A part of our weekly portfolio sessions we met up with the super talented still life photographer Jess Bonham and chatted with her about her beginnings as a photographer, her influences, working with Gourmand magazine, collaborations with partner in crime Anna Lomax, projects with Gemma Tickle and her obsessions with shape and composition.

Let's kick things off with this brilliant project shot with excellent set designer Anna Lomax. For the latest collaboration between Kenzo and New Era Caps, Anna and Jess created these insanely playful series of gifs for the brand.
Taking the colour palette from the hats and using lot of different wood textures they went full throttle with colour, pattern and had a good old play with animation while they were at it.

Jess Bonham’s trajectory is an unusual one in some ways for a photographer. Having originally studied graphic design at Camberwell and illustration at Brighton University she went on to work with Chrissie MacDonald as a prop maker before finally finding her way into an apprenticeship with photographer Julian Broad. Jess came out the other side of all this as a freelance image maker who started to experiment with graphicness in image making using colour, shape and composition. With a love of negative space, the minimal and the desire to elevate the mundane, Jess finds a new order out of chaos.

Lost and Found, the first project Jess worked on with Anna Lomax, is a great example of their ablility to rearrange shapes, create patterns and graphicness, all the things that make this portfolio an absolute stunner. They set off on a road trip to Dungeness beach to collect discarded objects, giving them a whole new lease of life back in the studio. They created these lovely new sculptures, and in doing so celebrated the mundane, the lost and the found.

Measures of Quality is a project Jess created for Gourmand magazine with illustrator Jamie Julien Brown, demonstrating a classic cocktail from each of the five main cocktail families. Featuring the signature ingredients in each drink and breaking them down into their exact ratio, the images illustrate the personality of each cocktail, setting a different mood for each image through the use of colour and props. It also demonstrates a real enjoyment for the aesthetics of science.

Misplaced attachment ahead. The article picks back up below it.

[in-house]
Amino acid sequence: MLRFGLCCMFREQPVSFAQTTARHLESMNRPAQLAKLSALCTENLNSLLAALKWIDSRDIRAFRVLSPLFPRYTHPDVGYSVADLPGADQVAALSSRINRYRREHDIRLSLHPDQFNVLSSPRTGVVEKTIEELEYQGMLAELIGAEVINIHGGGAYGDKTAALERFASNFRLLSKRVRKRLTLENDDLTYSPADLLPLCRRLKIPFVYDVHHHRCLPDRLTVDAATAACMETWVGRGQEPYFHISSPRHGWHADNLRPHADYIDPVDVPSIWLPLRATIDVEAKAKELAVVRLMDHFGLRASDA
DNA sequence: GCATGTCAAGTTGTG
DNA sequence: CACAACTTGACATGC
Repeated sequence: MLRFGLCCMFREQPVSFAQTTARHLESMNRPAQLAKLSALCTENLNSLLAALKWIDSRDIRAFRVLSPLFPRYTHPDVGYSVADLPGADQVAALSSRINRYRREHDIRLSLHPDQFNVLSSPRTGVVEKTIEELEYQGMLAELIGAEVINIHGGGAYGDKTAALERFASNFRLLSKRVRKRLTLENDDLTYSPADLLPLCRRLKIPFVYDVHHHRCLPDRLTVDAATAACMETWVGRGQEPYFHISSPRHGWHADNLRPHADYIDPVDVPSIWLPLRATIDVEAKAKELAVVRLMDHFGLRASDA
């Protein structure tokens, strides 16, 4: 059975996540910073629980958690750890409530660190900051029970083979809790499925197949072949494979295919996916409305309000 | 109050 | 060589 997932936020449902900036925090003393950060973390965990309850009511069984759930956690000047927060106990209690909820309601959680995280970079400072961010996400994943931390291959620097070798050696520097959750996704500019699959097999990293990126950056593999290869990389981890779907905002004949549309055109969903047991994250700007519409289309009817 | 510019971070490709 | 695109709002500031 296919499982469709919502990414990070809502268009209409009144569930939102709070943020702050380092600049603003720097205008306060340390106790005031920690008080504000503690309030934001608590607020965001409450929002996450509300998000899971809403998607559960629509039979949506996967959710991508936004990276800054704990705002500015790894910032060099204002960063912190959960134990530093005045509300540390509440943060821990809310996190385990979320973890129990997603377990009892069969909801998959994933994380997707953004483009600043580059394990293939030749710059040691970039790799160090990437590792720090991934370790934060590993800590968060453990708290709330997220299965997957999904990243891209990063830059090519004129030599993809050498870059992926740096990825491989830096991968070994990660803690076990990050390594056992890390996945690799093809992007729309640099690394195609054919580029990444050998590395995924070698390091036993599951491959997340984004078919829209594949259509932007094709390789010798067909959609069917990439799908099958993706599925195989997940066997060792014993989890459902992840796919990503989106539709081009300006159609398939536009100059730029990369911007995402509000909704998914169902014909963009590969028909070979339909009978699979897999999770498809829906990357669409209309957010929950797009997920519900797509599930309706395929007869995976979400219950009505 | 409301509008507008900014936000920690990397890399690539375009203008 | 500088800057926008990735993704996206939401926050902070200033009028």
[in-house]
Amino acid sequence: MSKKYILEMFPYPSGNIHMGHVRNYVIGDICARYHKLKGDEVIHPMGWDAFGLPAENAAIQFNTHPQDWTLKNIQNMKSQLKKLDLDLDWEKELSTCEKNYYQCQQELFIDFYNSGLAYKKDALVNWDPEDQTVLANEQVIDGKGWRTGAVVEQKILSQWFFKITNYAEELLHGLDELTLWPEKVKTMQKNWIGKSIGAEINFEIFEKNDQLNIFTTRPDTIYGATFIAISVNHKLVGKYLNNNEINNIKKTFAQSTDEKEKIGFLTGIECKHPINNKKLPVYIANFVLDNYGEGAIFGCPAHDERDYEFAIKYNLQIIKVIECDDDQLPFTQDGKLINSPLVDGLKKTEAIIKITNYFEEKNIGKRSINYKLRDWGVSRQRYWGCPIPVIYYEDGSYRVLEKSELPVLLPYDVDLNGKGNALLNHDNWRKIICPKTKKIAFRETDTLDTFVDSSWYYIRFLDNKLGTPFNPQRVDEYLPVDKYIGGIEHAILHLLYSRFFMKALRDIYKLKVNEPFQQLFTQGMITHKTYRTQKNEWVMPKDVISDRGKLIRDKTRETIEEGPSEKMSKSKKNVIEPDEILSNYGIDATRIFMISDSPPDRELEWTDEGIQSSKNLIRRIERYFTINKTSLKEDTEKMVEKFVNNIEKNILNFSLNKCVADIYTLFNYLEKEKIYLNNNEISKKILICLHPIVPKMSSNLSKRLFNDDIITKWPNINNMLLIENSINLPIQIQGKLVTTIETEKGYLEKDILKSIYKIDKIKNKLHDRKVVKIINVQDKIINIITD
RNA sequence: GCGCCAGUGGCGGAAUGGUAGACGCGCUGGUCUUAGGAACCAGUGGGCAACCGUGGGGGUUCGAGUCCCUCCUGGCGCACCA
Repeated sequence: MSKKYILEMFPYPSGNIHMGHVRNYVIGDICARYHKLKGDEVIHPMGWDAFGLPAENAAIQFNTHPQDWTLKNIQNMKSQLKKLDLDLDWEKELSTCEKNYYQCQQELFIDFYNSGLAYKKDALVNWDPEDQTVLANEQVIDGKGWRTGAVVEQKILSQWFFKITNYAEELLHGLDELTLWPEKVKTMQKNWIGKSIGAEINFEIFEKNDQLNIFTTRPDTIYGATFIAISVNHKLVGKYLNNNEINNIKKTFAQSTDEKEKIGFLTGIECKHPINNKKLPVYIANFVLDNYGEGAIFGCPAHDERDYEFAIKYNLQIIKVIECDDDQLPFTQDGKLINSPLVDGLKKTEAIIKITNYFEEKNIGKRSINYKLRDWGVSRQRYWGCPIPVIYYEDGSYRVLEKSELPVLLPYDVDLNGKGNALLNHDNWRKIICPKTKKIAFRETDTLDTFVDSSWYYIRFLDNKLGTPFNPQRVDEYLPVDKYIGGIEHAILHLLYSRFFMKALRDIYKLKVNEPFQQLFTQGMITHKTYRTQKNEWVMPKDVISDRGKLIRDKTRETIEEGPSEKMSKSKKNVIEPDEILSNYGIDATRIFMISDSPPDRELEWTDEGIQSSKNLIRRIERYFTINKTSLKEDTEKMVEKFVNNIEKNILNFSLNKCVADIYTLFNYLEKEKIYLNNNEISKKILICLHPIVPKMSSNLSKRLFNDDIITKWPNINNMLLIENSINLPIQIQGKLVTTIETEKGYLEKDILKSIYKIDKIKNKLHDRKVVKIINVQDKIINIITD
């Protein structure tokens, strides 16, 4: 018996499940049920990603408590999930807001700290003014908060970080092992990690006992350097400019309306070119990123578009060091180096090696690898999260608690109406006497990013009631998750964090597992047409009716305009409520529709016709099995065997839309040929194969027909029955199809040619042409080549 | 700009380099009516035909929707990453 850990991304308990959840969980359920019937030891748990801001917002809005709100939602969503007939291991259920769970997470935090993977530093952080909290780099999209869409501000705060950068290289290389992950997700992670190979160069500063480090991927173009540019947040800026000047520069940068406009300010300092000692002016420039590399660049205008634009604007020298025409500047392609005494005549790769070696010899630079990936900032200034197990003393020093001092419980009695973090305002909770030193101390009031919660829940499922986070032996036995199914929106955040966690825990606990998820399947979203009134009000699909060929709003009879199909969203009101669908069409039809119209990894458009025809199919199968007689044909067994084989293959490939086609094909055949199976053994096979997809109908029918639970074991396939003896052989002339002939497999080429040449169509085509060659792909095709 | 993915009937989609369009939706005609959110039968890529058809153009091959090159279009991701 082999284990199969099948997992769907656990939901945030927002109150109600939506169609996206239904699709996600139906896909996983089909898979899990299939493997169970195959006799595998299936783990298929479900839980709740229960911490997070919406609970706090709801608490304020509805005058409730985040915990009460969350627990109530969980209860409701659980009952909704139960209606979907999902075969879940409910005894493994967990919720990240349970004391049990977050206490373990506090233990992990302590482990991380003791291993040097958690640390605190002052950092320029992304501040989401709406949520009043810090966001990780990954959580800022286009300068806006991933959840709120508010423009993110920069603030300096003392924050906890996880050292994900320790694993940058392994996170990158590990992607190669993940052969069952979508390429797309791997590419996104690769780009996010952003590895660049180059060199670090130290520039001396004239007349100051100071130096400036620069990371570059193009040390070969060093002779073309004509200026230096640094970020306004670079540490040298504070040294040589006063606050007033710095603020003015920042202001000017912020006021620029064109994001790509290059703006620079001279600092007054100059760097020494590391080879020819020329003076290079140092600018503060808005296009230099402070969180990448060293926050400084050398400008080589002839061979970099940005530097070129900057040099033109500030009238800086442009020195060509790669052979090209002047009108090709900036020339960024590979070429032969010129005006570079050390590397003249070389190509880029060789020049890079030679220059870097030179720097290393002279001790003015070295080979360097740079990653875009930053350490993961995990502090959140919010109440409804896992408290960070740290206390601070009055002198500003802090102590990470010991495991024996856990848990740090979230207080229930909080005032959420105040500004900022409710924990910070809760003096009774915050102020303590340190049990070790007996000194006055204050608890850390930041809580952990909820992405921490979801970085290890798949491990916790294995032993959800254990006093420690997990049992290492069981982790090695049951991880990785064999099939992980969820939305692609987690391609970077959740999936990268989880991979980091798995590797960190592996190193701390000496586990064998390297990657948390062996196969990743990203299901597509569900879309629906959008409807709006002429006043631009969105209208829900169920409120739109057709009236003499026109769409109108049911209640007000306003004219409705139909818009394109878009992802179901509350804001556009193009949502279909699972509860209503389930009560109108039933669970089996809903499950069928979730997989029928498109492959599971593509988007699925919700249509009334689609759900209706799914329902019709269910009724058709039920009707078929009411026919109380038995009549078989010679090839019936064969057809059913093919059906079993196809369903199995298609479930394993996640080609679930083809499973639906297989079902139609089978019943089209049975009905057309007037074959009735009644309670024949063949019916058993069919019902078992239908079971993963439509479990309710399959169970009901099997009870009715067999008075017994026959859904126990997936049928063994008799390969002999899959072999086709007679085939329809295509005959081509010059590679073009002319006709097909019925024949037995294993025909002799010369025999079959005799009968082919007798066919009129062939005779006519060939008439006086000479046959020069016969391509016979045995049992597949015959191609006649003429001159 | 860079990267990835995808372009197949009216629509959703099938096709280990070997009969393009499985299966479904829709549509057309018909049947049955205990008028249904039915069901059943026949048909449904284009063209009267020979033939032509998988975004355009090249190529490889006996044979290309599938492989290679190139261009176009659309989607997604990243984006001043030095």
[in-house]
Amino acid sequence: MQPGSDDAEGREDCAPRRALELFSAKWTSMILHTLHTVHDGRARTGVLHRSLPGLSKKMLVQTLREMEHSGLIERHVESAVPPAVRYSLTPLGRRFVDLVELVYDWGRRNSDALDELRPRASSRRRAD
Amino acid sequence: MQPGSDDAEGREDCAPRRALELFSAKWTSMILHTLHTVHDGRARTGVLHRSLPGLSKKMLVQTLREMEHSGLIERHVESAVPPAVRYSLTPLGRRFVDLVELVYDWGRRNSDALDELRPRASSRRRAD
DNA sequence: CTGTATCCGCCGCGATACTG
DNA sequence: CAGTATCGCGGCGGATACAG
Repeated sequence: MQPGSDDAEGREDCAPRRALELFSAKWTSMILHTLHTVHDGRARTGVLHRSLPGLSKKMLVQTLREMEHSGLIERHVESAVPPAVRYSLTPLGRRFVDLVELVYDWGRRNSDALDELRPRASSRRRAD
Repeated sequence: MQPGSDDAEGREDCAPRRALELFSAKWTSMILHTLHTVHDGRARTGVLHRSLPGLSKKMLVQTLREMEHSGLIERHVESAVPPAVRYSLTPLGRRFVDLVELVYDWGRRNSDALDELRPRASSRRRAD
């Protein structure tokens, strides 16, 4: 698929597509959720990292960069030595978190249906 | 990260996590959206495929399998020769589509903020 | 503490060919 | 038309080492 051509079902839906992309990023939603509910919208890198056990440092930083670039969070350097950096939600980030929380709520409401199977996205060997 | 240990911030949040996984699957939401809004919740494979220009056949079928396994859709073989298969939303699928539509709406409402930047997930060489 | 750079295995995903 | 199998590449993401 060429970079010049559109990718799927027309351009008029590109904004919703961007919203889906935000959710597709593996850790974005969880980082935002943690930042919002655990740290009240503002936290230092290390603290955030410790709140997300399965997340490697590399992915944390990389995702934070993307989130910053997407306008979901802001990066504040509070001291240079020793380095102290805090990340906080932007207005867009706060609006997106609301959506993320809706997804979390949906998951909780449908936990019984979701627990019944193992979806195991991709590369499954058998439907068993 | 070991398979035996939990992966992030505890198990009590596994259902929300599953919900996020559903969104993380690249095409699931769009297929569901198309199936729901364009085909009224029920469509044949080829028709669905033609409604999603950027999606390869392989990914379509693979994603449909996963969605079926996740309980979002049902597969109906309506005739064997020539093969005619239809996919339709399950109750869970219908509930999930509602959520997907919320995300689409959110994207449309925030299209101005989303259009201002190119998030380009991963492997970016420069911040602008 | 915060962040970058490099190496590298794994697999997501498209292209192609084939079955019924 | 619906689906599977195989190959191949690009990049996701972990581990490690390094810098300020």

Next up is Body Builder, and another personal project with Anna Lomax. Jess set out to use the human body as a structural starting point, arranging and adding materials and objects, to explore a new series of images using textured materials found in pound shops making new shapes with the body. It is unsurprising to discover Jess cites influences including the likes of Irving Penn, Guy Bourdin, Robert Longo, M/M Paris, Inez van Lamsweerde & Vinoodh Matadin, Yves Klein and The Memphis Group all of whom use shape, textures, colour and pattern in various different ways so well.

The Gourmand got in touch again, this time the subject was Dog Eat Dog. Jess managed to shoot some of London's most dapper dachshunds for this ‘satirical sausage celebration’ pairing the dogs with their edible counterparts in collaboration with Julian Ganio, Peta O' Brien and Paul Smith who designed the dog costumes.

We finish with one of my personal favourites, Polynating, a project with superb set designer Gemma Tickle. Deciding to experiment after starting to share a studio together, a lack of budget did not stop these two and they set themselves a challenge to try to find a super cheap man made throwaway object and elevate the status of it to make it seem luxurious and beautiful. Shot on glass and lit from behind, almost like an x-ray, it’s a place where nature meets mass production and the results are just lovely.

Playfulness, but always with a strong sense of control, this book totally stopped me in my tracks today. Graphic, slick and minimal there is a strength in form, simplicity, use of colour and a confidence to her work that is delightful and refreshing to see. I could talk about it all day.

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